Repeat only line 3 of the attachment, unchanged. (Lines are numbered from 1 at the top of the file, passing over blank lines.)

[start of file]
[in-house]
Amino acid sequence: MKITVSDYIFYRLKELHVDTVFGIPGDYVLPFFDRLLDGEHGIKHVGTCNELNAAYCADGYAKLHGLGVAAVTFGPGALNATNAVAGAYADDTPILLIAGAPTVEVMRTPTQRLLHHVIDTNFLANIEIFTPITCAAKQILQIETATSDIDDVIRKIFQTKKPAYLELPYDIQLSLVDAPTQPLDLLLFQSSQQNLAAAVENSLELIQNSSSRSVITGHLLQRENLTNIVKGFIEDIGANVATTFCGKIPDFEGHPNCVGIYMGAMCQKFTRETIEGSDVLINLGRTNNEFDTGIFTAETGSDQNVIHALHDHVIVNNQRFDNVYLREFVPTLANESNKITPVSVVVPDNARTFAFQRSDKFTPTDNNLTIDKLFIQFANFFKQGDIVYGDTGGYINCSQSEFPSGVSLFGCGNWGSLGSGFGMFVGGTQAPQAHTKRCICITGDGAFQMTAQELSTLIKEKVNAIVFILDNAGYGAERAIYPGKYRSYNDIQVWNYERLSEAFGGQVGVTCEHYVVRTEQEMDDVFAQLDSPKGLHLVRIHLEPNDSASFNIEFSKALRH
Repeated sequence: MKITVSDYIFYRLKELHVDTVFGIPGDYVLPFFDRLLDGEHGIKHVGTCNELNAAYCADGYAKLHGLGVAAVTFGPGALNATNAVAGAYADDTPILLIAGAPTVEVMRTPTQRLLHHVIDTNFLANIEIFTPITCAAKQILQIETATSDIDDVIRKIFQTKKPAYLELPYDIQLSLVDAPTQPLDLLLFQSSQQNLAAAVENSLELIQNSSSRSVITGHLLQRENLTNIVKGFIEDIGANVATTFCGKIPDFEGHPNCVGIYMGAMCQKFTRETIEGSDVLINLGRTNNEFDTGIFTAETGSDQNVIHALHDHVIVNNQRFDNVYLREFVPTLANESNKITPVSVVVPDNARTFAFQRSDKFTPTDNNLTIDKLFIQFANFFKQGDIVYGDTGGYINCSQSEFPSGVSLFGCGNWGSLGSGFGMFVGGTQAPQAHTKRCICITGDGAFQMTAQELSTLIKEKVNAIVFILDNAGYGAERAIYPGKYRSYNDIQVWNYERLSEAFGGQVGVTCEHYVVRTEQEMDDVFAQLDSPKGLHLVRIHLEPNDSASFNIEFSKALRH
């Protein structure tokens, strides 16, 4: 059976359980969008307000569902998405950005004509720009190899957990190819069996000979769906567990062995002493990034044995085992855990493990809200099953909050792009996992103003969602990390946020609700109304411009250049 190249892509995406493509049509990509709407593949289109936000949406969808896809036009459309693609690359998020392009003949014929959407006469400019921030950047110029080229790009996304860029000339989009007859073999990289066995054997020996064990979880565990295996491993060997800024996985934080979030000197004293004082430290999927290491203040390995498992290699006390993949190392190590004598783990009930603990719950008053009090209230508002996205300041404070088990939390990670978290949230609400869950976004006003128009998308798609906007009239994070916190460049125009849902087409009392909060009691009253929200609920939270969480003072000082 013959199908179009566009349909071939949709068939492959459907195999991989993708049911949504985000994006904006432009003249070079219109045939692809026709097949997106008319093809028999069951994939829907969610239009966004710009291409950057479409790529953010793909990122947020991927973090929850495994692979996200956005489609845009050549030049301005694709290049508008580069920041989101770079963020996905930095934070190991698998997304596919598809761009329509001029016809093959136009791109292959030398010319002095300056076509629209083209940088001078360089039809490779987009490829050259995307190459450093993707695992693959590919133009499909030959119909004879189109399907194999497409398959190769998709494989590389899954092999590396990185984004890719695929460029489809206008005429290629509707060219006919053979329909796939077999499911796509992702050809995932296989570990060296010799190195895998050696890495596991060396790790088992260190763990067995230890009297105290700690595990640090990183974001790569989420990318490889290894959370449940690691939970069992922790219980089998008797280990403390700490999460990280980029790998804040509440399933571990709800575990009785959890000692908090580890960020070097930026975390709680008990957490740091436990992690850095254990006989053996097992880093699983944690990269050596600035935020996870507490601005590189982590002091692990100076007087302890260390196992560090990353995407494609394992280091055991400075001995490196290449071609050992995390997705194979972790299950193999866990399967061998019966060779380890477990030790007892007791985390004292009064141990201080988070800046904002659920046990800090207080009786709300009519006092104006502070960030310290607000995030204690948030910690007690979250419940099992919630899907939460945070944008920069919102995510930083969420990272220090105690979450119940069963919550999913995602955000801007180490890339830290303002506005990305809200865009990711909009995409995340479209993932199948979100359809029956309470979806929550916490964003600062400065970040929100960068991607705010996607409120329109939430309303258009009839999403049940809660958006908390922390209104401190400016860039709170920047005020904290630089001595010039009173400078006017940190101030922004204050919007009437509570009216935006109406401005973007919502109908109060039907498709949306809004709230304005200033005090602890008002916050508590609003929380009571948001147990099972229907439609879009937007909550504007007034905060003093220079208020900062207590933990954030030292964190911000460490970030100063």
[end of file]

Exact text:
Repeated sequence: MKITVSDYIFYRLKELHVDTVFGIPGDYVLPFFDRLLDGEHGIKHVGTCNELNAAYCADGYAKLHGLGVAAVTFGPGALNATNAVAGAYADDTPILLIAGAPTVEVMRTPTQRLLHHVIDTNFLANIEIFTPITCAAKQILQIETATSDIDDVIRKIFQTKKPAYLELPYDIQLSLVDAPTQPLDLLLFQSSQQNLAAAVENSLELIQNSSSRSVITGHLLQRENLTNIVKGFIEDIGANVATTFCGKIPDFEGHPNCVGIYMGAMCQKFTRETIEGSDVLINLGRTNNEFDTGIFTAETGSDQNVIHALHDHVIVNNQRFDNVYLREFVPTLANESNKITPVSVVVPDNARTFAFQRSDKFTPTDNNLTIDKLFIQFANFFKQGDIVYGDTGGYINCSQSEFPSGVSLFGCGNWGSLGSGFGMFVGGTQAPQAHTKRCICITGDGAFQMTAQELSTLIKEKVNAIVFILDNAGYGAERAIYPGKYRSYNDIQVWNYERLSEAFGGQVGVTCEHYVVRTEQEMDDVFAQLDSPKGLHLVRIHLEPNDSASFNIEFSKALRH